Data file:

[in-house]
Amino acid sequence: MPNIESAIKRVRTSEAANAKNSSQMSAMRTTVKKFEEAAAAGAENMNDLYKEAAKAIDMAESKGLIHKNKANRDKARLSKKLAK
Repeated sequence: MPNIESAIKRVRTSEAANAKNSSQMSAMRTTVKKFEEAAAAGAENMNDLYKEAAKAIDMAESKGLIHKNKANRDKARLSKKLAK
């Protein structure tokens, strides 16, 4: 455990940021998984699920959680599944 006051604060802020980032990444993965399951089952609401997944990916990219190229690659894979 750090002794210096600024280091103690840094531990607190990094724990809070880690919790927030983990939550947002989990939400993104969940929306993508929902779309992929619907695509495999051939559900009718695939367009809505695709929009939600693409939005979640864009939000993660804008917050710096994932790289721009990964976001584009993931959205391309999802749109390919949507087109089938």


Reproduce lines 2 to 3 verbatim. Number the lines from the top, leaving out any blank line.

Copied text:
Amino acid sequence: MPNIESAIKRVRTSEAANAKNSSQMSAMRTTVKKFEEAAAAGAENMNDLYKEAAKAIDMAESKGLIHKNKANRDKARLSKKLAK
Repeated sequence: MPNIESAIKRVRTSEAANAKNSSQMSAMRTTVKKFEEAAAAGAENMNDLYKEAAKAIDMAESKGLIHKNKANRDKARLSKKLAK